Books: Paperbacks

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The Independent Culture
The Greatest Benefit to Mankind

by Roy Porter,

Fontana, pounds 14.99,


PORTER'S EPIC braids together the history of medicine with an account of how disease exploited man's restless motion round the planet. Typhus entered Europe with the Crusades, while Columbus "unleashed the worst health disaster" ever. As preventative medicine, Cicero's advice from the 1st century BC sounds uncannily familiar: "Take moderate exercise and just enough food to restore strength". In a prescient view of psycho- spiritualism, Porter notes it "uncannily echoes the victim-blaming doctrines of the moral majority". Feeling well, Mr Hoddle?

Blind Date

by Frances Fyfield,

Corgi, pounds 5.99,


LIKE CHARACTERS in a PD James novel, Frances Fyfield heroine's aren't like anyone you've ever met. The central character of her latest murder mystery is Elisabeth Kennedy, a disgraced ex-police officer who lives alone in a converted London bell-tower. Convalescing from two traumas: the death of her beautiful younger sister, followed by a life-threatening accident of her own, Elisabeth relies on best friend Patsy. While Patsy regales her with stories of her dating adventures, Elisabeth awaits another gentleman caller - her sister's killer. London's lonely hearts get lonelier.

Seeds of Change

by Henry Hobhouse,

Papermac, pounds 12, 381pp

NEWLY EXPANDED, this classic work explores the far-reaching impact of quinine, sugar, tea, cotton, the potato and now the coca plant. A wonderful read, provocative and well-informed. Pursuing the story of cocaine, Hobhouse notes: 1) Distances in the Andes were measured by the cocada - how long it took to chew a quantity of coca leaves; 2) The success of Coca-Cola, which once "undoubtedly contained cocaine", partly stems from its popularity as a post-coital douche (users maintain neither Diet Coke nor Pepsi are as efficacious); 3) All Hollywood knew that Popeye's "spinach" was cocaine.

Leaving Earth

by Helen Humphreys,

Bloomsbury, pounds 6.99, 214pp

BASING HER novel on actual events in the Thirties, Canadian poet Helen Humphreys tells the story of female aviators Grace O'Gorman and Willa Briggs, who fly over Toronto in an attempt to set a new endurance record. Set largely in the cockpit of a small Tiger Moth, you keep reading to see how the author will keep the women's relationship, and the reader's interest, airborne over 25 days. The novel's breathtaking descriptions of Canada's open spaces, and even wider skies, are grounded in plenty of authentic-sounding aeronautical know-how (and the logistics of excreting at high altitude). Poetry in motions.

A Recipe for Bees

by Gail Anderson-Dargatz,

Virago, pounds 9.99, 311pp

SET IN rural British Columbia, Gail Anderson-Dargatz's second novel reads like a candy-flossed version of Carol Shield's The Stone Diaries. Switching between a Little House on the Prairie-like past, and more comfortable present, the book tells the story of Augusta Olsen, married at 18 and left to repent in leisure. It's only when she resurrects her mother's bee-keeping equipment that life on the range starts to buzz with possibilities: 60 years on she's still harvesting the benefits. Well-written hokum: the reader's only stumbling block is sorting out Olafs from Olsens.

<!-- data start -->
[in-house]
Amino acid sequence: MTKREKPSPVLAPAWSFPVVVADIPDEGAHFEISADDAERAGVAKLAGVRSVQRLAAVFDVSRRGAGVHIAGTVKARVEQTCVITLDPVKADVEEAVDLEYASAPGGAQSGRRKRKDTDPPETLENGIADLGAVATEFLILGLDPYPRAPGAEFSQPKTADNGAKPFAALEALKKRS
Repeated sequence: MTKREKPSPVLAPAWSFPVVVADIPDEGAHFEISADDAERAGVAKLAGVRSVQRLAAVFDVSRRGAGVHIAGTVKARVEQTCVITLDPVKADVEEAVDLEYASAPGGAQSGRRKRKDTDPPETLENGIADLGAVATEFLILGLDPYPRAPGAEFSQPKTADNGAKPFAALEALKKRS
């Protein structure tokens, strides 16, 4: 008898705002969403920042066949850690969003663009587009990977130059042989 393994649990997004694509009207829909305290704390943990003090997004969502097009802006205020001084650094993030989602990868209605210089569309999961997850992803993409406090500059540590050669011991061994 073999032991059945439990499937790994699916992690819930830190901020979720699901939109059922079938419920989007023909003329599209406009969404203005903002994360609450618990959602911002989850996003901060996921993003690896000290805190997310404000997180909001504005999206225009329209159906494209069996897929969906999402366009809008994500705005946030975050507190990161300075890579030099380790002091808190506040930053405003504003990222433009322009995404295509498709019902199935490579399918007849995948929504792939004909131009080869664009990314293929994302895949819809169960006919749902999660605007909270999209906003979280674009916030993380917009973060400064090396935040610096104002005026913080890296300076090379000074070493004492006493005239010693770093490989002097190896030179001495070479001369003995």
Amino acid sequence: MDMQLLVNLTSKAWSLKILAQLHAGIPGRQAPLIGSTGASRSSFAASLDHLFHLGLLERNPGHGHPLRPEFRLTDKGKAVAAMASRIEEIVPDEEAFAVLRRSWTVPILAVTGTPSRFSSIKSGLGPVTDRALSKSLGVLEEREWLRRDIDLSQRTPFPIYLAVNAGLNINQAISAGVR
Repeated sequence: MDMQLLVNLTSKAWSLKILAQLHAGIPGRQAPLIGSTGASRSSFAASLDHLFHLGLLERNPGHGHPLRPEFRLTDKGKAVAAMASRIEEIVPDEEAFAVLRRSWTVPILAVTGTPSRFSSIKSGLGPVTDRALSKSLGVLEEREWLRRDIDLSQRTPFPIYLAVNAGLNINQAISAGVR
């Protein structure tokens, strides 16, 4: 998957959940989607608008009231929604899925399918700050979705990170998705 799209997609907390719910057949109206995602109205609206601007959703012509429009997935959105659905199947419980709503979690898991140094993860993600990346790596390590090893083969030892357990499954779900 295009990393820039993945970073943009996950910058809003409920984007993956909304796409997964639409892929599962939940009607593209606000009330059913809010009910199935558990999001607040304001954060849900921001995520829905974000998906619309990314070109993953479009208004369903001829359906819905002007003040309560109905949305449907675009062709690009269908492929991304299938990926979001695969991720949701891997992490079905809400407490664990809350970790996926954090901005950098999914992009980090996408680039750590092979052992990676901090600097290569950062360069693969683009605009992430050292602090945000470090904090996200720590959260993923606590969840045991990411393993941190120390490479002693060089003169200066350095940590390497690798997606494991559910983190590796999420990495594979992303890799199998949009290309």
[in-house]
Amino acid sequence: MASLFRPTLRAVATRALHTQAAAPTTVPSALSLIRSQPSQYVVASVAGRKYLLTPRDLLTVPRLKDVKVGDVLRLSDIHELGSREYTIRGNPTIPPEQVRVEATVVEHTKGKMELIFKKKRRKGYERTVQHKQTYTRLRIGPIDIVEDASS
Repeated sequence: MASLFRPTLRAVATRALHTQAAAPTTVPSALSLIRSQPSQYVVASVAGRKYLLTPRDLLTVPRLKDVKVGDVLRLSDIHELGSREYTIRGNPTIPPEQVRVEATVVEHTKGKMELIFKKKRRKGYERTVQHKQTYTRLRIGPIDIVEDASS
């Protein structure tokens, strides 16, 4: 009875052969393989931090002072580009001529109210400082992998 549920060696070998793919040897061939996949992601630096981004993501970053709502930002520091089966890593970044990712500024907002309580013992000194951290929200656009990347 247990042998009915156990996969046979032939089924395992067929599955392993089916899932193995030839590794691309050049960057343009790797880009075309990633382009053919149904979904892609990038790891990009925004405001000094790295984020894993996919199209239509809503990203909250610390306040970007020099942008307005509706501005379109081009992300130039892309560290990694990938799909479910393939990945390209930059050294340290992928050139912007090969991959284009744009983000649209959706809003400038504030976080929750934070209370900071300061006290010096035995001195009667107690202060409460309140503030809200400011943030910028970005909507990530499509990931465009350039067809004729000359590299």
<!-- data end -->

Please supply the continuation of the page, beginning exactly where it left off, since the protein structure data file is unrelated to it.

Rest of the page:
Culture of Complaint

by Robert Hughes, Harvill, pounds 6.99, 177pp

A FIERCELY articulated, if somewhat rambling polemic against the dictatorship of the bien-pensants, particularly those with academic tenure. Hughes rails against PC language ("the old American love of euphemism"), while noting that "the old division of left and right has come to look more like two Puritan sects". He is telling on his home turf of the art- world, attacking would-be censors of the right, but reserving his bitterest words for the museum directors who beatified Jean-Michel Basquiat. Bracing stuff, but sometimes Hughes indulges in invective at the cost of clarity.

A Certain Justice

by PD James,

Penguin, pounds 5.99, 482pp

THE CONFIDENT manner in which the first victim is announced in the first sentence (though the event does not take place until page 130), the limpid prose, the taut construction - all confirm that a titan of the murder genre is on peak form. James uses the musty milieu of Middle Temple to excellent effect. There is an ample supply of suspects when the body ofQC Venetia Aldridge is discovered by her clerk: "What met his eyes was so bizarre in its horror that he stood rooted in disbelief...". Commander Dalgliesh negotiates a legal labyrinth, its morality as murky as the gaslit alleyways.

War of Words: women and men arguing

by Elizabeth Mapstone,

Vintage, pounds 7.99, 360pp

IGNORE THE ludicrous cover puff ("all you need to know about arguments to win"). Based on the immodestly named Mapstone Argument Questionaire (MAQ), the author surveys 57 varieties of argy-bargies, from lovers' tiffs and family feuds to bust-ups with bosses. Though she argues against stereotyping, Mapstone still sends round her "old-fashioned, gentlemanly" husband to sort out disputes with neighbours. She says happy couples "relate to each other as individuals rather than as representatives of the other sex". Surely an element of vive la difference is central to heterosexual partnerships?